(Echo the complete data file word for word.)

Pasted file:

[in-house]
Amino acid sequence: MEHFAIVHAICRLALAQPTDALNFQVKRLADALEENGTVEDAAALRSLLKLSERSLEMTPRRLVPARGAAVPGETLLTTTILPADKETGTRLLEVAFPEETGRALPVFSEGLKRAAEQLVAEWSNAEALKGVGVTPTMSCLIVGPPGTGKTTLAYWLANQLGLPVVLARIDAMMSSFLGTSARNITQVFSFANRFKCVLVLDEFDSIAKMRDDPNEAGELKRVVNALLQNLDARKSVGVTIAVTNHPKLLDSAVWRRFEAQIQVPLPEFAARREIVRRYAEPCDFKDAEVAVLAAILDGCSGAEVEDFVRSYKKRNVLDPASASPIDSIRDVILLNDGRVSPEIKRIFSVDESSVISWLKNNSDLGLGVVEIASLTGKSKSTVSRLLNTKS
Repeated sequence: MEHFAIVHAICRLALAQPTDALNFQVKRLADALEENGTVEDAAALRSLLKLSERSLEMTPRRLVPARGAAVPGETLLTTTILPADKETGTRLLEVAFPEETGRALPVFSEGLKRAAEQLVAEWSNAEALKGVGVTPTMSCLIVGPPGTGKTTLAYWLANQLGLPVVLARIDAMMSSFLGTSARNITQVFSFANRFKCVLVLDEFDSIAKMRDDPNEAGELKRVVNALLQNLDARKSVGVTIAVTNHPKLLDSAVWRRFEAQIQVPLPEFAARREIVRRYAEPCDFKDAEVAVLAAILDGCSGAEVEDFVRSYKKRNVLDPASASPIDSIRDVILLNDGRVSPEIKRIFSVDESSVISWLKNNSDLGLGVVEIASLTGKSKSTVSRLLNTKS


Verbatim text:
[in-house]
Amino acid sequence: MEHFAIVHAICRLALAQPTDALNFQVKRLADALEENGTVEDAAALRSLLKLSERSLEMTPRRLVPARGAAVPGETLLTTTILPADKETGTRLLEVAFPEETGRALPVFSEGLKRAAEQLVAEWSNAEALKGVGVTPTMSCLIVGPPGTGKTTLAYWLANQLGLPVVLARIDAMMSSFLGTSARNITQVFSFANRFKCVLVLDEFDSIAKMRDDPNEAGELKRVVNALLQNLDARKSVGVTIAVTNHPKLLDSAVWRRFEAQIQVPLPEFAARREIVRRYAEPCDFKDAEVAVLAAILDGCSGAEVEDFVRSYKKRNVLDPASASPIDSIRDVILLNDGRVSPEIKRIFSVDESSVISWLKNNSDLGLGVVEIASLTGKSKSTVSRLLNTKS
Repeated sequence: MEHFAIVHAICRLALAQPTDALNFQVKRLADALEENGTVEDAAALRSLLKLSERSLEMTPRRLVPARGAAVPGETLLTTTILPADKETGTRLLEVAFPEETGRALPVFSEGLKRAAEQLVAEWSNAEALKGVGVTPTMSCLIVGPPGTGKTTLAYWLANQLGLPVVLARIDAMMSSFLGTSARNITQVFSFANRFKCVLVLDEFDSIAKMRDDPNEAGELKRVVNALLQNLDARKSVGVTIAVTNHPKLLDSAVWRRFEAQIQVPLPEFAARREIVRRYAEPCDFKDAEVAVLAAILDGCSGAEVEDFVRSYKKRNVLDPASASPIDSIRDVILLNDGRVSPEIKRIFSVDESSVISWLKNNSDLGLGVVEIASLTGKSKSTVSRLLNTKS